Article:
1. To ask the Scottish Government what steps it is taking to increase the capacity of on-street charging infrastructure as drivers switch to electric vehicles. (S6O-00225)
We have already invested over £45 million to develop the publicly available ChargePlace Scotland network, which now consists of more than 1,900 charge points across the country. The network includes a number of public charging hubs that are already available in some towns and cities. More are planned throughout Scotland.
We continue to work with local authority charge point hosts to strengthen and expand the network. This year, we will provide funding to enable £2 million of on-street charging projects across Scotland, specifically for areas without access to off-street parking.
There are many rural villages and market towns in my constituency—including mine—in which properties are hard to pavement. As such, they do not have private driveways. Those properties currently do not qualify for grant funding for the installation of home chargers, which leaves many citizens to rely on on-street charging infrastructure should they wish to reduce their carbon footprint. Is the Scottish Government aware of those situations throughout Scotland? What considerations are being made for the many people who are in that situation?
As an MSP for a rural constituency, I am very much aware of those issues. I hope that Ms Whitham will take assurance from the fact that Government officials are working with South Ayrshire Council to support the installation of chargers that will provide for people without access to off-street charging in Straiton, Barrhill, Dailly and Maybole.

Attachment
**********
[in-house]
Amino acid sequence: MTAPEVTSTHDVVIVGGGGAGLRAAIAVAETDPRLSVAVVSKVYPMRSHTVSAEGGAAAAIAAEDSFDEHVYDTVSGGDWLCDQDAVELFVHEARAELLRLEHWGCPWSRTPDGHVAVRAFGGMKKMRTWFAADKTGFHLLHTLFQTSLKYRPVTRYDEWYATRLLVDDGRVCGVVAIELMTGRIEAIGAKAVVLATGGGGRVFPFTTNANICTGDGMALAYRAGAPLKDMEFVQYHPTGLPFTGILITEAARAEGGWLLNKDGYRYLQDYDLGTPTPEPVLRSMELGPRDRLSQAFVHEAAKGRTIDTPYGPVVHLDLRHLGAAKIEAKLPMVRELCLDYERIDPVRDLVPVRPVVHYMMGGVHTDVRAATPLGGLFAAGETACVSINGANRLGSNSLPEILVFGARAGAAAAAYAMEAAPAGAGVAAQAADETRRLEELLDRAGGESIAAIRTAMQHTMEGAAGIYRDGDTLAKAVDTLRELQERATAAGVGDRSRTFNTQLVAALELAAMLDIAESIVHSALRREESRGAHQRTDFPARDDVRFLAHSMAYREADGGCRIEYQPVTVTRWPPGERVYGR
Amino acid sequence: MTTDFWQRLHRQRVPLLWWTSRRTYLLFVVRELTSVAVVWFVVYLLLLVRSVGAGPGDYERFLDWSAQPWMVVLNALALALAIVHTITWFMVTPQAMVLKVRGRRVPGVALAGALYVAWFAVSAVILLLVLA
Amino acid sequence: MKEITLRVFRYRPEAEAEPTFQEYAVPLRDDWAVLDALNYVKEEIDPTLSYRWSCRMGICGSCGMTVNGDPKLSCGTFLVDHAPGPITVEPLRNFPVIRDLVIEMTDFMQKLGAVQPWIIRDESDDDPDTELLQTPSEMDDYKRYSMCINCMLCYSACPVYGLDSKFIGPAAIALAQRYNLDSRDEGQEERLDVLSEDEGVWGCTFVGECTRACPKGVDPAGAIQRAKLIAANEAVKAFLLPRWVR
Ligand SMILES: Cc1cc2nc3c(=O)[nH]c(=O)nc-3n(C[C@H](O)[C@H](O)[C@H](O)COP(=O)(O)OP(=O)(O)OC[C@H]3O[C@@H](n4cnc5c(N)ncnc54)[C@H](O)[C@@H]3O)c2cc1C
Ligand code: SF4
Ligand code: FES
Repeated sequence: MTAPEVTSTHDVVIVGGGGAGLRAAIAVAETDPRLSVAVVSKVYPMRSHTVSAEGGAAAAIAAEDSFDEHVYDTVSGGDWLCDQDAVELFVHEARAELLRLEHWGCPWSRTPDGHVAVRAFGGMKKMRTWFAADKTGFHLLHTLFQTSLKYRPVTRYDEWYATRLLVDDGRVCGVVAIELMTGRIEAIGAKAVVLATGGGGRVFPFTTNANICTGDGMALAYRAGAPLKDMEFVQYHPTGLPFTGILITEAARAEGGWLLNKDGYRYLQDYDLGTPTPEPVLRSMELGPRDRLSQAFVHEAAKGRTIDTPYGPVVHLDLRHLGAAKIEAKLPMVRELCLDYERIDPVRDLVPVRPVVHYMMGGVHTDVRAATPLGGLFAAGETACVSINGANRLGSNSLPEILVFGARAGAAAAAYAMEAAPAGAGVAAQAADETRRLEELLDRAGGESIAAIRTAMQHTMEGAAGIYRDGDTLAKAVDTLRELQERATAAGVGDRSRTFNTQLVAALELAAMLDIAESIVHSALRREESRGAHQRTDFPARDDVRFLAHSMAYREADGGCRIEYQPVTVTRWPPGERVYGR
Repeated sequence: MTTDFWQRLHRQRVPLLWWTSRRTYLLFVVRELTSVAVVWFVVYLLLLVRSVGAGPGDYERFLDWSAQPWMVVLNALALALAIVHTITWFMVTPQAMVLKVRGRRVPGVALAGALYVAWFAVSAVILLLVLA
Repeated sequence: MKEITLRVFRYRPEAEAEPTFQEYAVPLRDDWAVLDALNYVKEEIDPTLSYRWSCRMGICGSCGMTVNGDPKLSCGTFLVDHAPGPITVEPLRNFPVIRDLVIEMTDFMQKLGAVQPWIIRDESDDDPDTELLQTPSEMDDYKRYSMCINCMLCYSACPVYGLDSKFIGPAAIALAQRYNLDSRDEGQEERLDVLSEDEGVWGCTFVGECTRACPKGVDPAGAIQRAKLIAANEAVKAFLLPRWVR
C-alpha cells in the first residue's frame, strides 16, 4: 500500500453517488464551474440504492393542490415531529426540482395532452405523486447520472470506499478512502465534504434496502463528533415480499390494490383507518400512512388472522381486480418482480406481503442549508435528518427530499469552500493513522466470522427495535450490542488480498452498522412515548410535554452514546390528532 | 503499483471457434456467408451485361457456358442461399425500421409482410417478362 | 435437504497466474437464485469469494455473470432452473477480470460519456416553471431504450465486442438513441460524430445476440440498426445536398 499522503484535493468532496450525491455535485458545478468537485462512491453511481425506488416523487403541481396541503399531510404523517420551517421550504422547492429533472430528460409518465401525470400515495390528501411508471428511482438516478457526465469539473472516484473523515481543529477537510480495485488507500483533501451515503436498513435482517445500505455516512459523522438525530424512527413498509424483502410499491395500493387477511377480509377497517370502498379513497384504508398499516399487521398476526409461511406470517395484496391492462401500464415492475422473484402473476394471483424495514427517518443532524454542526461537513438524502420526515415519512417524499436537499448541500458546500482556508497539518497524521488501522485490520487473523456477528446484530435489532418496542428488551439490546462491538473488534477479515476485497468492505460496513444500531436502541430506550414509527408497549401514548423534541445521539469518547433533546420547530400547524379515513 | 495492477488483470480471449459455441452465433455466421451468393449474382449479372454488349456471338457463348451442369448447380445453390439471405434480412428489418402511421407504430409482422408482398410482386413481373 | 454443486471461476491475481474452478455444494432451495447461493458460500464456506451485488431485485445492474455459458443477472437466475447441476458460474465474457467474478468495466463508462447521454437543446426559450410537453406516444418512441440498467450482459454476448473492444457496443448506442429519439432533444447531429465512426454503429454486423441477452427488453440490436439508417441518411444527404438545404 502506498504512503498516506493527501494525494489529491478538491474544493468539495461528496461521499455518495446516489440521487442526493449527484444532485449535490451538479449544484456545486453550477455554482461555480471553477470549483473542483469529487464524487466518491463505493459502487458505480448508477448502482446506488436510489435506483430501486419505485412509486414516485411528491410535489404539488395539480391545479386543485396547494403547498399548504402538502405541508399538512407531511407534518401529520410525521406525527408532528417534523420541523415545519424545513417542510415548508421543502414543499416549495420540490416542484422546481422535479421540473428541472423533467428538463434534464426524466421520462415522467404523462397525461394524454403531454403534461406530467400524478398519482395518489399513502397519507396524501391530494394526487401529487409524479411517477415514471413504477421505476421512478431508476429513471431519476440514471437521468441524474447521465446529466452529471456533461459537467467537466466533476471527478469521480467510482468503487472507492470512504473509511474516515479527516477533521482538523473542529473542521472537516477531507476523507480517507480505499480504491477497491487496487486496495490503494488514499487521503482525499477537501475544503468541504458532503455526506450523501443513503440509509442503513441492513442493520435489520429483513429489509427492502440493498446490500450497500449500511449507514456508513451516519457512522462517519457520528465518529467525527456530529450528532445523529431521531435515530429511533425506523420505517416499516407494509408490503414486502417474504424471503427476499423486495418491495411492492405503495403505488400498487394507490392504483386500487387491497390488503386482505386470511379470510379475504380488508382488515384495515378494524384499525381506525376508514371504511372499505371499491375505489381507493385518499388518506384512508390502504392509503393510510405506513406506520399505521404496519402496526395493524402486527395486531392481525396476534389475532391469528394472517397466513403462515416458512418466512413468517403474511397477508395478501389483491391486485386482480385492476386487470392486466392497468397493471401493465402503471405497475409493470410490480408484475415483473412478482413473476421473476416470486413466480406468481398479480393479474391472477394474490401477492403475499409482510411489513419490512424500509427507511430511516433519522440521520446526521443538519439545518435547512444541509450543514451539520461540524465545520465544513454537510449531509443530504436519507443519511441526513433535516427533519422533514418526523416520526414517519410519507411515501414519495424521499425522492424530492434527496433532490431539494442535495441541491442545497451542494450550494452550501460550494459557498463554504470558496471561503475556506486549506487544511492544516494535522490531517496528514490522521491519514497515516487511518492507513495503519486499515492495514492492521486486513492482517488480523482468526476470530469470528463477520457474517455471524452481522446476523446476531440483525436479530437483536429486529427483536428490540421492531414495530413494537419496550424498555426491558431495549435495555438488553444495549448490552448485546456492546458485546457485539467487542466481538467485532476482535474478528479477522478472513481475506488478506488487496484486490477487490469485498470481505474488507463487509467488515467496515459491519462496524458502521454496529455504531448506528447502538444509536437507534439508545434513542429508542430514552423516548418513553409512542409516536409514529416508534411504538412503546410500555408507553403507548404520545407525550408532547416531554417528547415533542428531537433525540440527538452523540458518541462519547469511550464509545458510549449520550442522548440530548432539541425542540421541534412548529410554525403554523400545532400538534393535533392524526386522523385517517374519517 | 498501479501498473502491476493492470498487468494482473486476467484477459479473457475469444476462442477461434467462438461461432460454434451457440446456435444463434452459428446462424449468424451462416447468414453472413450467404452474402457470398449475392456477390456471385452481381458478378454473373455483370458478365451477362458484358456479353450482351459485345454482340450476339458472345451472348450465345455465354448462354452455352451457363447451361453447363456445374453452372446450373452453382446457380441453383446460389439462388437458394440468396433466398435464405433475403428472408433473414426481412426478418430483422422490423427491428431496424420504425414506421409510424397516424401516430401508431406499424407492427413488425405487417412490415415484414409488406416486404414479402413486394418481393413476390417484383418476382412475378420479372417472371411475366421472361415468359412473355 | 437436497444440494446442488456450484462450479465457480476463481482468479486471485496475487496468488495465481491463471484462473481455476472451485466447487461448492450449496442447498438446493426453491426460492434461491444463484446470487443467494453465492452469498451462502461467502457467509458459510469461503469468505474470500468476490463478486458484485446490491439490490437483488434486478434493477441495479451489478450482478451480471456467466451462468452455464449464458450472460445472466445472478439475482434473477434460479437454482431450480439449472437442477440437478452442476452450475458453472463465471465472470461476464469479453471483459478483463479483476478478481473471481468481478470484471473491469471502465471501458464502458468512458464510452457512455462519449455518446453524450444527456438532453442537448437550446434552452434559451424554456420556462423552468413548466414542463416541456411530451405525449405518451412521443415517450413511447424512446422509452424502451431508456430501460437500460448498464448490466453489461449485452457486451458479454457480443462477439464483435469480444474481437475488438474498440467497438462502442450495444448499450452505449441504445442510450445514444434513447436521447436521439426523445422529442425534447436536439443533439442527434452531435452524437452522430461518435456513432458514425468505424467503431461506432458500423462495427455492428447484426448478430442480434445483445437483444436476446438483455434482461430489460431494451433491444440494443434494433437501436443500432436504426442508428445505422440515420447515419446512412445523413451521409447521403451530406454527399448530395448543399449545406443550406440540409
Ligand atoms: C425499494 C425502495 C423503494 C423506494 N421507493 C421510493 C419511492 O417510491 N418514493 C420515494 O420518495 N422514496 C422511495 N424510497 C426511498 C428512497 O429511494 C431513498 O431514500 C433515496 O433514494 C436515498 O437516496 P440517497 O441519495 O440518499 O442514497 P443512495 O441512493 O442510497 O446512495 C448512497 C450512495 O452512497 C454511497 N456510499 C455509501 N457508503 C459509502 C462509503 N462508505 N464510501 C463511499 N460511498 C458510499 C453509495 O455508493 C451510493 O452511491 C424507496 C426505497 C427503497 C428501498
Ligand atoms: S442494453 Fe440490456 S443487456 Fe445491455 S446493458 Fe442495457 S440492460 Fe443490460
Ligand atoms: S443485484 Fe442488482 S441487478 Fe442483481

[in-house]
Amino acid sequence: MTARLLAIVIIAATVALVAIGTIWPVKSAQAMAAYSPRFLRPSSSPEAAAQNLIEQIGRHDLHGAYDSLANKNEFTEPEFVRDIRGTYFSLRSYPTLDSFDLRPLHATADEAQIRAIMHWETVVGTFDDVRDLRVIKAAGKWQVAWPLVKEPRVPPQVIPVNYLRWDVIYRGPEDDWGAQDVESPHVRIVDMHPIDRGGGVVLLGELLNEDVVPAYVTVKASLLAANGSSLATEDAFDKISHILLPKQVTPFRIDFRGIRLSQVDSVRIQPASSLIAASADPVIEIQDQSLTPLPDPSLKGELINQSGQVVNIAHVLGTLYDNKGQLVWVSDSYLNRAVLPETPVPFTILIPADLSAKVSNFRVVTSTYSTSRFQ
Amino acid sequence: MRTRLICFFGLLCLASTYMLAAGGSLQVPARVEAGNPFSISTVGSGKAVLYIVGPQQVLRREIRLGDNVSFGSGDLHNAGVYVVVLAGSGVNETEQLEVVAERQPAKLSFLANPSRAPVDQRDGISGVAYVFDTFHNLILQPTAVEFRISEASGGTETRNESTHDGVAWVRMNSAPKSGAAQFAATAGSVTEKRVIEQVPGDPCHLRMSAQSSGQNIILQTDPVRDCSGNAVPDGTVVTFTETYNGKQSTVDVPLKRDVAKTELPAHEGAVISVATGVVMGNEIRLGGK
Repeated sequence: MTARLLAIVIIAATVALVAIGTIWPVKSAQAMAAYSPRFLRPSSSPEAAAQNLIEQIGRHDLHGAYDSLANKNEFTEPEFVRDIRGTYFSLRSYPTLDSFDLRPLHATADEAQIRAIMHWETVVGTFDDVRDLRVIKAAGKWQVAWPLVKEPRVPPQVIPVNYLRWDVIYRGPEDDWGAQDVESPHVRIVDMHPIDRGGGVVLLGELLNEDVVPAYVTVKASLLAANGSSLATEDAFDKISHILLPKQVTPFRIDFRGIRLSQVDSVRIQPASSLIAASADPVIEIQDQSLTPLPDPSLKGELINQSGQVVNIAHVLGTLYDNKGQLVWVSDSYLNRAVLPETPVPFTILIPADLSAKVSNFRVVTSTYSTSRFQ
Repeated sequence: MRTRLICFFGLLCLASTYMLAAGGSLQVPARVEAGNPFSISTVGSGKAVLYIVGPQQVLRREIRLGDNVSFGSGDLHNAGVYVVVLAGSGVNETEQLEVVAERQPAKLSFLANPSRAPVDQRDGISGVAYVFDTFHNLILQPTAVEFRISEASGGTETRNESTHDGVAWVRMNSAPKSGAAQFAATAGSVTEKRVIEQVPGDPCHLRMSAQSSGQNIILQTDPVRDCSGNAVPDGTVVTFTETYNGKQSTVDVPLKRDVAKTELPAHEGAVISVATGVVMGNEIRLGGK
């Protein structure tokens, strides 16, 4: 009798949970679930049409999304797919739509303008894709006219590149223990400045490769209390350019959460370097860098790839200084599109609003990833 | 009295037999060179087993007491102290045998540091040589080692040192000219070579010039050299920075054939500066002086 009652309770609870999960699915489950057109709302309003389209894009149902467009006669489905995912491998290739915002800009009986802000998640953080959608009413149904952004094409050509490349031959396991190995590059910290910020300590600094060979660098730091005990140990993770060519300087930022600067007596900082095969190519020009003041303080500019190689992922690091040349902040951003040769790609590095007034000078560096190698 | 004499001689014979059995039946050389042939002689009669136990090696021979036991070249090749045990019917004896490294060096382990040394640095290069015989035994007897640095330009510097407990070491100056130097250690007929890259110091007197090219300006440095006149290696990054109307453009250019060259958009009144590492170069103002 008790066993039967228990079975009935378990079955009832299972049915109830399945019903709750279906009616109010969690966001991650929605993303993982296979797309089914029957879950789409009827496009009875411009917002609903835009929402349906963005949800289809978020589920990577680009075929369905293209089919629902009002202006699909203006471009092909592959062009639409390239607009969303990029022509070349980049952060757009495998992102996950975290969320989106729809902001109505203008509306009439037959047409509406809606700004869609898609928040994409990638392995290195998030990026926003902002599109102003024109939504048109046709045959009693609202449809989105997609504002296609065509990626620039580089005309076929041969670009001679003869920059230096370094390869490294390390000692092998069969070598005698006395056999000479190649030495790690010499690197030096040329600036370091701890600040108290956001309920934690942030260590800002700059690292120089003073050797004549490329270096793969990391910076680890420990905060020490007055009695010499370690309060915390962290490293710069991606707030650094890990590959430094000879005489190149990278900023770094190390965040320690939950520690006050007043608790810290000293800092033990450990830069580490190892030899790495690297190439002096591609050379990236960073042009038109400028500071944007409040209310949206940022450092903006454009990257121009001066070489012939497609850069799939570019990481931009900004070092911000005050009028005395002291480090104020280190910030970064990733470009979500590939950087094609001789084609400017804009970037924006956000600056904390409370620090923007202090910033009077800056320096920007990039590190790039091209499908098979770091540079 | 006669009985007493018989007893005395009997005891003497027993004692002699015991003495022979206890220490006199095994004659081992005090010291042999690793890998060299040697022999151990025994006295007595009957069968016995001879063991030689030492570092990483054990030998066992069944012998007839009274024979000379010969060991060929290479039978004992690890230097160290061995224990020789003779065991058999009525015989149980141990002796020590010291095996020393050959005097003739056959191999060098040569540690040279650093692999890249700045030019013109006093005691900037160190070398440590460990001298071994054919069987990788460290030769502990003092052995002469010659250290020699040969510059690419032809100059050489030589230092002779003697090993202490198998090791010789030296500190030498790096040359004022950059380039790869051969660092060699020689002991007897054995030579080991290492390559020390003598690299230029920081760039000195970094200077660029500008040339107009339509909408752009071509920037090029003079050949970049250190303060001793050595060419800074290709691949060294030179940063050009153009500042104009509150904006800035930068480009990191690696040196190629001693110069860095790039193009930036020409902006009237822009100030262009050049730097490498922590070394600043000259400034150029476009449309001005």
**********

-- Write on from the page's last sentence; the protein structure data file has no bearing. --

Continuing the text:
The Scottish Government is also currently consulting on the requirements for installing charge points in car parks of residential and non-residential buildings. That will further enhance access to electric vehicle charging across Scotland.
South Lanarkshire Council said that it would install more than 100 electric vehicle charging points, but it has cut that plan by 42 per cent. Notwithstanding the challenges of the pandemic, a £1 million fleet of electric vehicles has barely left the council car park in a year. Charging is a big concern. What can the Scottish Government do to help South Lanarkshire Council to expand local charging networks and make people feel more confident about using electric vehicles?
As Monica Lennon will understand, any actions that South Lanarkshire Council has taken are for it to defend and explain. However, to answer her question about engagement with the Scottish Government, the Scottish Government is actively engaged with local authorities in seeking to encourage that. That is our direction of travel, and we expect local authorities to join us in that.
The most recent statistics show that Scotland has more than 2,500 publicly available chargers, which represents 47 chargers per 100,000 of the population. That compares with 36 chargers per 100,000 of the population for the whole of the UK. It is important that Scotland has the highest proportion of rapid chargers and is well ahead of the rest of the UK on that. That proportion is 12 per 100,000 of the population compared with the UK average of 6.8 per 100,000 of the population.
There is, of course, much more to do, because the uptake of electric vehicles is showing a welcome increase.